The GCX, the first modern commodity exchange in Ghana and West Africa, is aimed at establishing linkages between agricultural and commodity producers and buyers, and allow them to trade in quality and standardized produce to enable them obtain the full measure of their wealth.
Speaking at the launch in Accra, President Akufo-Addo said GCX would be one of the key drivers of realizing his government’s vision of becoming the agricultural hub of West Africa.
He said though Ghanaians farmers are responsible for feeding a nation of some 29 million people, they were not assured guaranteed incomes for their labour and efforts.
“On their own, some of them have to deal with commodity price volatilities and many possess little to no knowledge of the true value of their produce. Even worse is the fact that most transactions in the agricultural sector are conducted by word of mouth or handshake agreements. Most often, there are no formal contractual agreements in place, resulting in trade disputes which undermine our marketing system,” he said.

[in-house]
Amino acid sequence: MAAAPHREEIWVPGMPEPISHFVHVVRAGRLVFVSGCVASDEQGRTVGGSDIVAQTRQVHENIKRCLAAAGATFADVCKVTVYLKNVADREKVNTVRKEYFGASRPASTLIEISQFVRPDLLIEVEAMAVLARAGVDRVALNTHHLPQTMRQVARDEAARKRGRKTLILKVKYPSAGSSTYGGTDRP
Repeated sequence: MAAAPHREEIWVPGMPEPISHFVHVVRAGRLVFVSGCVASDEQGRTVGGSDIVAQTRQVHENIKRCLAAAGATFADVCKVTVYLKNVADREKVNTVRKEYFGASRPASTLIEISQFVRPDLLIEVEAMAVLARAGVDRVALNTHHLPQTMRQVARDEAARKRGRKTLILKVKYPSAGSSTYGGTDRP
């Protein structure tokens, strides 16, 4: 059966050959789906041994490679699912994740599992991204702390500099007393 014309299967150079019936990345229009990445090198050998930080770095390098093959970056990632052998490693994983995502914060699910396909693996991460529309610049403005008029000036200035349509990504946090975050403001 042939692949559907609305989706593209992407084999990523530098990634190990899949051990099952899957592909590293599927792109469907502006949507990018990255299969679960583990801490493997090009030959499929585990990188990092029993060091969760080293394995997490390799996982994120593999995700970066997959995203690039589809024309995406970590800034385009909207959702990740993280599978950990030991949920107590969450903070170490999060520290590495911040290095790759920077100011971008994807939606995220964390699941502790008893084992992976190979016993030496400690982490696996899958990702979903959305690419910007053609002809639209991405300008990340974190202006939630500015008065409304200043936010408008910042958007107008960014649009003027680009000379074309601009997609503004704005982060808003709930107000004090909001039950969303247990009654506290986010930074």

The non-existence of a national system for weighing and standardizing of the quality of commodities, the President noted, had given rise to the employment of costly solutions and alternatives in dealing with the major concerns of the industry.
With agricultural super-powers employing better ways to address these problems and satisfy both the producer and the buyer, he said it is time for Africa to focus on creating formal market institutions.
“The Ghana Commodity Exchange, the platform for buying and selling listed commodities, will, thus, become the first of its kind in West Africa, and one of only three operating on the African continent,” he said.
President Akufo-Addo said a decision has been made for the GCX, as a start, to trade in agricultural commodities, specifically with food security crops, with additional commodities set to be traded at the Exchange.
He said government would ensure that the GCX delivered on its mandate, promoted high productivity, price stability, increased exports, and reduced imports of commodities.
“The Exchange, in light of the emerging regional and continental free trade area can position Ghana as the premier West African global trading hub,” he said.
The President was of the view that with an estimated one million farmers set to be integrated on the GCX and its affiliated Warehouse Receipt System in the next 18 months, Ghanaian farmers would have access to secured storage for their harvest and good warehousing management practices.
He said farmers with the system would substantially reduce their post-harvest losses, and improve their take home sales, as well as have access to affordable short-term loans using their commodities as sole collateral, urging all to support the move.